How to get out of snagging


6e867c8aSlow pitch jigging expands the range of targets in jigging. Now the demersal fish like grouper, cod, snapper, and flounder are right within our reach. They are soooo delicious too!

Actually, Sato Sensei targeted specifically these fish to invent this method.

Snagging is a part of his game. He’s knocking on the bottom with the jig which has 4 hooks on. What do you expect? He looks for snagging. He knows that is where the fish is.
It’s also very common that you get a contact right after you get out of snag. All the shaking makes the sound and smoke which attract fish.
Sato Sensei makes that purposefully.

100 meter deep bottom is usually ancient geological layer. It’s covered by thick layer of thousands of years of ocean powder. And the rocky surface have been rounded by currents. So it’s easier to get out of snag here.

Shallow water, on the other hand, has rather new geological layer and it’s easy to get in and hard to get out of snag. It’s your precious expensive jig at stake here. But you need to come over your fear first when you want to hunt in this rich juicy field, the sea floor.

So here’s how he gets out of snag on YouTube.
Let’s learn and come over the fear of snagging. It’s really our fear of losing the jig that pulls up the snag to make it worse. And it’s also our unreadiness that makes us hit hard on the snag when we are surprised at a contact.

The video is all in Japanese. I wrote some translation and description to follow. Maybe you need to watch first, read, watch again, and read again to fully understand what he’s demonstrating.

When you feel a weight at the tip of your rod, don’t hit it right away.

Wait and see. If it’s a fish, it will surely move. Then you can hit it. Don’t worry about losing the contact. The kind of fish who attack on lures don’t let it go easily.

If you hit the snag, you can’t get out of it. You wait and see that it’s not moving, you’ll know it’s a snag and follow these steps.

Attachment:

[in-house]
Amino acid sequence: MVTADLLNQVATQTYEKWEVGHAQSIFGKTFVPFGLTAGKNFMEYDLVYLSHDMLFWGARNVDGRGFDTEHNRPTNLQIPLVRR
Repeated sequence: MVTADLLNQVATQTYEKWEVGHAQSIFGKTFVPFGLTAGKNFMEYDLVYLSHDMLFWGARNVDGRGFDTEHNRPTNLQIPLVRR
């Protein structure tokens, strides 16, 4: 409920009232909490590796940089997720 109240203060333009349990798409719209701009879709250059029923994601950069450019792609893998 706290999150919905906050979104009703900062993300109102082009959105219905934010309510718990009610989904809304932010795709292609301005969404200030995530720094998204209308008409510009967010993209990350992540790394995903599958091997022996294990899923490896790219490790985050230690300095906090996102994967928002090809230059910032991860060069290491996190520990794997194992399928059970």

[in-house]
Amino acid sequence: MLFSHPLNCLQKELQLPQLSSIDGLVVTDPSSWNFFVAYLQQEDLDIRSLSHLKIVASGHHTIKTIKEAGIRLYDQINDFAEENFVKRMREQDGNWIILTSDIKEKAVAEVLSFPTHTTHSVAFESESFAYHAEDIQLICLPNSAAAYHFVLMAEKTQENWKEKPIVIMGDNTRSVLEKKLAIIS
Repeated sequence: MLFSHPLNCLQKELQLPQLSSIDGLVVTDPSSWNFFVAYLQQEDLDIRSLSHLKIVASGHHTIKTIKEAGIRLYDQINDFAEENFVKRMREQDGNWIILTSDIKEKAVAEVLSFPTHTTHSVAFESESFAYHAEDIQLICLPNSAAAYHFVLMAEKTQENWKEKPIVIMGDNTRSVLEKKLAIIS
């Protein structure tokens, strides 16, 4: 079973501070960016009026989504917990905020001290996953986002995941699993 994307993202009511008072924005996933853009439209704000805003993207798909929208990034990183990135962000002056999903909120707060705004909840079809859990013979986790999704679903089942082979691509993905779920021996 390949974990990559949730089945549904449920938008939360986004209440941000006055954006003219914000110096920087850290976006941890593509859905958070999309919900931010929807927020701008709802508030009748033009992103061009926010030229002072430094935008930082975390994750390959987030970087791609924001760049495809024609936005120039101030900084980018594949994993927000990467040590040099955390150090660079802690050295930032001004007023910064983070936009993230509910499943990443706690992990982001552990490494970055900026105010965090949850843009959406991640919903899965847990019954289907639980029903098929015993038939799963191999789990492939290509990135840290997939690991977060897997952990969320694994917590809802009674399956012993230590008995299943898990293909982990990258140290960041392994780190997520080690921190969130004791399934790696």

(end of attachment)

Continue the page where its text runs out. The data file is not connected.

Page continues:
STEP 1: Wave your rod tip

Move your rod tip like Sato Sensei. A little waving at the tip. Don’t do it too much. You can get of the snag in a couple of waving when you can.

STEP 2: Knocking with your hand

Listen to the snag with your hand on the line. If the jig is snagging head on, you can feel none is moving. If that’s the case, it’s unfortunate but you probably need to lose your jig.

But if you feel it’s moving a little, you can rescue it most of the times. Keep knocking on the snag. Keep in mind that it’s mostly the downward motion that gets it out. Pulling upward may make it worse. Let the jig weight pull down the snag out.

STEP 3: Whip your rod

Hold and shake the rod like Sato Seisei. Be careful when you do this as this is one of the popular cases you break your rod.

Again, it’s the moment of line slack that gets it out of the snag. Find the right line length where you can give both the tension and the release in the range of your whipping motions.

Personally this has saved me a lot of jigs. I am not afraid any more. I still do lose my jigs to snag sometimes especially when there’s choppy waves. But the cost is within my acceptable range for the very beneficial bottom game.

When you get out of snag, don’t forget to drop it again right there. You know your jig is right where the fish is. And it’s very possible that there are some attracted fish around because of all the commotion you just created.

I hope you find this article informative and helpful to you!

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  1. Daniel

    cool! informative!

    however there is another method here thats very popular in Singapore!

    we basically draw the line tight with one hand, and in the other hand pluck the line and then let the line slack immediately after!
    we do this repeatedly until the jig comes out
    almost like playing a guitar!

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